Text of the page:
The Grim Reaper
Italy / France, 1962
Review by Rumsey Taylor
Posted on 28 February 2005
Source The Criterion Collection DVD
Bernardo Bertolucci found his first day of shooting this film, his debut, to be something of an anxious experience. At twenty-one, he was approximately the youngest member of the entire crew. Although La Commare secca originated from one of Pier Paolo Pasolini’s original stories, the more renowned filmmaker opted not to direct (at this time, he would be making Mamma Roma); the privilege was bestowed to Bertolucci, whose only previous experience was as a production assistant on Accattone. Nonetheless, the film’s financiers were eager to replicate the critical success of Pasolini’s immensely popular debut, and wanted a film deliberately evocative of his manner of filmmaking, exampled solely, at the time, in Accattone.
This foundation would excuse La Commare secca for the flaws that are customary to debut films—or for not exhibiting the frank sexuality that would come to distinguish Bertolucci’s renowned later efforts. Its narrative is strikingly Pasolinean, concerning the murder of a prostitute, and the investigation that ensues (many of the interrogated are the sort of poor, handsome Italian teens in virtually each of Pasolini’s films). Absent is the concentration of faith, emulations of popular fine art, and perfectly symmetrical compositions. I am not sufficiently familiar with Bertolucci to say if the film shows signs of, firstly, his characteristics as a director, but La Commare secca is noticeably demonstrative of a filmmaker who is in command of his production and who uses his resources to great yield. The matter of Bertolucci’s inexperience is, in turn, extraordinary. Considering the invariable quality of Italian cinema in the ’50s and ’60s, La Commare secca would be a lesser film in the party, but it is only in this light that the film’s individual strengths are downplayed.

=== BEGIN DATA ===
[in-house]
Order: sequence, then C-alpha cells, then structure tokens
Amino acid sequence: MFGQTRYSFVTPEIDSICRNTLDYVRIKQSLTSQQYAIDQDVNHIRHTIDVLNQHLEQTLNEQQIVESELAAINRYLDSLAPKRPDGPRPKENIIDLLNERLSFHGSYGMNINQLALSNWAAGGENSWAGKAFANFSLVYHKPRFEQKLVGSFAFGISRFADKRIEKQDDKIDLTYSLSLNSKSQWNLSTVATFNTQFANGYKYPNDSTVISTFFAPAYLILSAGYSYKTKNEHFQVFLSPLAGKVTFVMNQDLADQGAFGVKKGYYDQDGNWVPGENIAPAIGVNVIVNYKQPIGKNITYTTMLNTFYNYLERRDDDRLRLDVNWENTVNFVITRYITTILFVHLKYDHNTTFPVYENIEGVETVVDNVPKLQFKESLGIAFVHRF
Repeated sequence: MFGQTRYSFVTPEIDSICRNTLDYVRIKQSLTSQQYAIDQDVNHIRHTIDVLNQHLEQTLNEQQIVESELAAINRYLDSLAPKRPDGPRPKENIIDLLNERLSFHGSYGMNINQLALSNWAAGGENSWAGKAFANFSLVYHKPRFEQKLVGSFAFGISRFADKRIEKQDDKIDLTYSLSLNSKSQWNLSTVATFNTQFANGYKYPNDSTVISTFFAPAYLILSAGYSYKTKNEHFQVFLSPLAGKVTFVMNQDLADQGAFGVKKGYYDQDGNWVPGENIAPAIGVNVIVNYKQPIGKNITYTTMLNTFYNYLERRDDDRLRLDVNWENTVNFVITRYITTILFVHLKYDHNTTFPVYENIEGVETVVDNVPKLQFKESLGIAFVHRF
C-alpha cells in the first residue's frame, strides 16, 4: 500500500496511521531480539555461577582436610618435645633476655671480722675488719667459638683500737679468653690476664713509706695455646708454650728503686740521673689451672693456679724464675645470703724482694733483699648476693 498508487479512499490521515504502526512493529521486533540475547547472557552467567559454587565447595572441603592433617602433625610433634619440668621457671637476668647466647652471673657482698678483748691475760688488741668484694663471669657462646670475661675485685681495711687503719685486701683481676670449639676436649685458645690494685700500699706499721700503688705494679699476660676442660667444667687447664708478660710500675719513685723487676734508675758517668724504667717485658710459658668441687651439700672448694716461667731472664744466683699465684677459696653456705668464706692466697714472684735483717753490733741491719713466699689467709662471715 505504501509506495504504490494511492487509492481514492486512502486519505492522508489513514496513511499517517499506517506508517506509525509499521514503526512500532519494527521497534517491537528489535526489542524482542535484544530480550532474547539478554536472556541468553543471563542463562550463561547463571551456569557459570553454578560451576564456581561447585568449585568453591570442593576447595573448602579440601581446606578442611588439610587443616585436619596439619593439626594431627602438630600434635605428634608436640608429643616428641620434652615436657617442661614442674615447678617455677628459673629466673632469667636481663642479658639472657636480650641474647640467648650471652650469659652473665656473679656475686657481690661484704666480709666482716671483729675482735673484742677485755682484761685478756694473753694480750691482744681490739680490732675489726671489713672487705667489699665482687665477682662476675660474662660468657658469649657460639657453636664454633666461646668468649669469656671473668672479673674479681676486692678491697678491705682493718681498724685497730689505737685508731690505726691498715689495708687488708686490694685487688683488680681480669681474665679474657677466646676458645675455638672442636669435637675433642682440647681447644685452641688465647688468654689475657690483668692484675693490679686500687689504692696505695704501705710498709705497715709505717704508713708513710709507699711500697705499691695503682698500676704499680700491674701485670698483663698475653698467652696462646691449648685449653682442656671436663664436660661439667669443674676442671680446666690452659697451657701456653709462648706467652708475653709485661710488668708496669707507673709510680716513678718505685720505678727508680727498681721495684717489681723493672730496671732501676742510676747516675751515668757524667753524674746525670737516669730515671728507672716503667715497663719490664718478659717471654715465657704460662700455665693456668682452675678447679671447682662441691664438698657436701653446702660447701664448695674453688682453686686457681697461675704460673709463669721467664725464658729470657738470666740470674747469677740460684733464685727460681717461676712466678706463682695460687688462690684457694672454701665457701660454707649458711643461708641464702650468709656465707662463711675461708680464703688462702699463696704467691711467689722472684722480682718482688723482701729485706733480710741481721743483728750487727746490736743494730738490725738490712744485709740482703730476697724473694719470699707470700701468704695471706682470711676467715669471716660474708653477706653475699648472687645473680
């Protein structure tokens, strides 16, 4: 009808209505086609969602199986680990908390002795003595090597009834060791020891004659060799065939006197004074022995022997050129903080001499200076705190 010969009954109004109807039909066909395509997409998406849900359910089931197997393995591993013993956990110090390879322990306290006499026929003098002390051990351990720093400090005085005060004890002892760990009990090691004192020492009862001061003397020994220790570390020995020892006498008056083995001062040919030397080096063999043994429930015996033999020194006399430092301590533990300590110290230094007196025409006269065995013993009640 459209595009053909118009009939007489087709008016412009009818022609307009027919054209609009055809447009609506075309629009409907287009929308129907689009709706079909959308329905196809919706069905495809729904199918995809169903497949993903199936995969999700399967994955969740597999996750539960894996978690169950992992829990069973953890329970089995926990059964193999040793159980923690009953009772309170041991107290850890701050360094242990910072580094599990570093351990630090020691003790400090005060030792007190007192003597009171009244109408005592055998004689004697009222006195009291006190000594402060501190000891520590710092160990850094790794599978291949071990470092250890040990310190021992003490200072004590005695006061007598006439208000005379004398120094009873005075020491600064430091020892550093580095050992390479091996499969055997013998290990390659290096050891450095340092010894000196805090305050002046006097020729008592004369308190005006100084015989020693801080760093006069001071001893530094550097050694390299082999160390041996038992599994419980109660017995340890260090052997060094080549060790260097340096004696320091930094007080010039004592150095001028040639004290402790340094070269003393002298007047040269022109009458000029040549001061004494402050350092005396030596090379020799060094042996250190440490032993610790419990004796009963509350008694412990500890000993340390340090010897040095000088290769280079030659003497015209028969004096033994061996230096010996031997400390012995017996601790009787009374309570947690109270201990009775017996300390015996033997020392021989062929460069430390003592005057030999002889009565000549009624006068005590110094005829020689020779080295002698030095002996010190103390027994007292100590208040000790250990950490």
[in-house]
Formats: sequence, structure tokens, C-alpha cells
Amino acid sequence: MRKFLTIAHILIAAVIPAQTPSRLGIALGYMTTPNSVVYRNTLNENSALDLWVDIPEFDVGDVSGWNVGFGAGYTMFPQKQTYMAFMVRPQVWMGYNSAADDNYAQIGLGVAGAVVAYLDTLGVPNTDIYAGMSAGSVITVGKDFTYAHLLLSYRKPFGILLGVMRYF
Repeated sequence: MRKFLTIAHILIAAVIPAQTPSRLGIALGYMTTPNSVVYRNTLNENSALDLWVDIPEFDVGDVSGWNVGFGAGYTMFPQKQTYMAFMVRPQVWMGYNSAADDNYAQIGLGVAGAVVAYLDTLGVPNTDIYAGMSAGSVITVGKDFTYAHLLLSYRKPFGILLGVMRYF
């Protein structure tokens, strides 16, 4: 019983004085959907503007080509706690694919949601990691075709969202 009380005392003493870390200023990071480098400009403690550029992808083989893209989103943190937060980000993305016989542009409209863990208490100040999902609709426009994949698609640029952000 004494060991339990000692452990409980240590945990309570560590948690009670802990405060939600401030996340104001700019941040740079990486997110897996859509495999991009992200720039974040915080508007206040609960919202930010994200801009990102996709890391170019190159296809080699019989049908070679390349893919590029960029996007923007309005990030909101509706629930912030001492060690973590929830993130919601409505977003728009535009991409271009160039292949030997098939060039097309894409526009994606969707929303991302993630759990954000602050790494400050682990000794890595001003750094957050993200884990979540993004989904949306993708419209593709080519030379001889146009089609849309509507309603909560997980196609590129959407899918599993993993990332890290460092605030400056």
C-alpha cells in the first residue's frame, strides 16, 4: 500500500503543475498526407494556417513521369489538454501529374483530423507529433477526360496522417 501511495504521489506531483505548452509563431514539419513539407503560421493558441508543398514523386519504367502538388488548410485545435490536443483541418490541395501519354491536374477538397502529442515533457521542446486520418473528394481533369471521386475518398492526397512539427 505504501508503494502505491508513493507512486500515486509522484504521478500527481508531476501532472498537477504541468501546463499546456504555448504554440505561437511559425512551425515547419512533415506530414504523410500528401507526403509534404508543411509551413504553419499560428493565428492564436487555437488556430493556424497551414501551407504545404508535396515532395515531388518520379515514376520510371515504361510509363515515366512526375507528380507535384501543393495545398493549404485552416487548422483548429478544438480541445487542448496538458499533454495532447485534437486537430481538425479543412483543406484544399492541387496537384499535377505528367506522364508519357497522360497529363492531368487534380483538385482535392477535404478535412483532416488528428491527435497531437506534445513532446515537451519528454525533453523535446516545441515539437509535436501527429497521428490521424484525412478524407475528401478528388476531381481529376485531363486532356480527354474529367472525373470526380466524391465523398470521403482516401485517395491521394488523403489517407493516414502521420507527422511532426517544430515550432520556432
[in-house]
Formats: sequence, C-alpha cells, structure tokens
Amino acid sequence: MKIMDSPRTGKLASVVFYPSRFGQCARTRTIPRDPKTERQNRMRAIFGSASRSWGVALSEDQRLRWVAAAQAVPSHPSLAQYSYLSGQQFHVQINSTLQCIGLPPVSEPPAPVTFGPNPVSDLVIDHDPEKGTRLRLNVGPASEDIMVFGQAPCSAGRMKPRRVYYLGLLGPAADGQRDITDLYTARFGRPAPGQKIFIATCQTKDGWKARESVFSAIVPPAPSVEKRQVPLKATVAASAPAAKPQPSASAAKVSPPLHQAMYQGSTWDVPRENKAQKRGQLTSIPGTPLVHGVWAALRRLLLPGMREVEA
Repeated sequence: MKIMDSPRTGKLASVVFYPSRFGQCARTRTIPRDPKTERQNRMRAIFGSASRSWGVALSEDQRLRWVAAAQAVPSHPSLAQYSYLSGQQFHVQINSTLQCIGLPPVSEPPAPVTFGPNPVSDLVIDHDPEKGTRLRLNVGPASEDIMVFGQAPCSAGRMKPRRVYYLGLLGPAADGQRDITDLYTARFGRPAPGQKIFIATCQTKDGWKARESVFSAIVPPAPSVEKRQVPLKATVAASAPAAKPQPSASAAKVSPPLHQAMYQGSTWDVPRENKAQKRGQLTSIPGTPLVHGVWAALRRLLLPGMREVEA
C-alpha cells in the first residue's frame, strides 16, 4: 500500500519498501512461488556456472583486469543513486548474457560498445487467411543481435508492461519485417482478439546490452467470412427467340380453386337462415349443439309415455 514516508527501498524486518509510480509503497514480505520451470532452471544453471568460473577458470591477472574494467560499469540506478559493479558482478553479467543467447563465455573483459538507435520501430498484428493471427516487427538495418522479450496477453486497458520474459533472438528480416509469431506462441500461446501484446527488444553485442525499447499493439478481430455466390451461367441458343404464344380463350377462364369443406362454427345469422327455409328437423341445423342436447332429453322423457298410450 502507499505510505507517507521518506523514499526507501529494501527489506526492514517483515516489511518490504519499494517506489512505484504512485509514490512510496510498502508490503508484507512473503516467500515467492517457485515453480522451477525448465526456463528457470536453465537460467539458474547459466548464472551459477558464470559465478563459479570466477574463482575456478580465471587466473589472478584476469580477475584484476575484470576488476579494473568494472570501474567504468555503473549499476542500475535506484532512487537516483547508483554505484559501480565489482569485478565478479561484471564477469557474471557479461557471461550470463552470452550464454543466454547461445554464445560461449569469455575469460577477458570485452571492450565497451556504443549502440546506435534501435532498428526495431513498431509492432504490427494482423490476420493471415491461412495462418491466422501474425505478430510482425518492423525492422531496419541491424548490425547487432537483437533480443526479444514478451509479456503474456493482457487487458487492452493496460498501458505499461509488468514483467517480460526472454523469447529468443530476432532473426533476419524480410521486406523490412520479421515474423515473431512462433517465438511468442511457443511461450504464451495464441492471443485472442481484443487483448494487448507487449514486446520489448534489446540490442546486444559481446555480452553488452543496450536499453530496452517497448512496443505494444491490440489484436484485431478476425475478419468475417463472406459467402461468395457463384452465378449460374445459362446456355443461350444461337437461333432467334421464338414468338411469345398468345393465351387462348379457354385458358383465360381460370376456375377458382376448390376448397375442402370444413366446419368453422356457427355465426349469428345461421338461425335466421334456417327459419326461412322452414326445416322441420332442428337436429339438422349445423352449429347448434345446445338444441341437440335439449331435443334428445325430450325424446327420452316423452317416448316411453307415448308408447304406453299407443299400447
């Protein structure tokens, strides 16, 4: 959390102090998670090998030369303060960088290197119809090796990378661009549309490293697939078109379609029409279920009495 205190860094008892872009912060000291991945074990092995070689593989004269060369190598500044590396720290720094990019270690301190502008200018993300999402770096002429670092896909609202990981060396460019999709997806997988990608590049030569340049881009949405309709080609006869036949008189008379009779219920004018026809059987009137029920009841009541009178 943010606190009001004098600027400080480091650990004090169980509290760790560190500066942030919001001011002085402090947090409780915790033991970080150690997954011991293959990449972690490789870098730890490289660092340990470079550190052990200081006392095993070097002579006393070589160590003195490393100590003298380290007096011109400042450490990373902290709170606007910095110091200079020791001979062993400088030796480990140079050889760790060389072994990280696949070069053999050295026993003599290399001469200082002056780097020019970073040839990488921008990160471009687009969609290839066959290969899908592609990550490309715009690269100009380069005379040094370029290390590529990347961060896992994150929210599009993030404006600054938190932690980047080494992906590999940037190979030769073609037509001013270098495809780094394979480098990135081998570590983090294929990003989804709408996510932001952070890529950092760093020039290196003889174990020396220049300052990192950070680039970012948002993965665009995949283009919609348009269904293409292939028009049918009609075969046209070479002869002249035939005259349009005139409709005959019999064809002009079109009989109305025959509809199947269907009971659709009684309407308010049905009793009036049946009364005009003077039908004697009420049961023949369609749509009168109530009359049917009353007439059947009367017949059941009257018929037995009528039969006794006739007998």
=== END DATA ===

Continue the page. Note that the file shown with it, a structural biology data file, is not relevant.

For all these merits, and they are numerous, La Commare secca is a flawed film to the viewer familiar with Rashomon. It is contested that Kurosawa’s film was unseen by Bertolucci at the time of filming (this speculation is forwarded in both the liner essay and interview available on the Criterion disc), but the similarity between the two remains distinct. The fatality is introduced in montage during the opening credits, and the remainder is comprised of a series of interrogations of those present at the speculated time of death. In each the arrested party is in front of a nondescript background, and speaks directly into the camera, to an off-screen interrogator. Each speech is inclusive, concerning the accused party’s time before and after the crime; only in the resulting network of testimonies can guilt be assigned. Unlike Kurosawa’s early masterpiece, La Commare secca is defined by the clarity of its resolution, but similarly contests the relativity and often opaque nature of truth.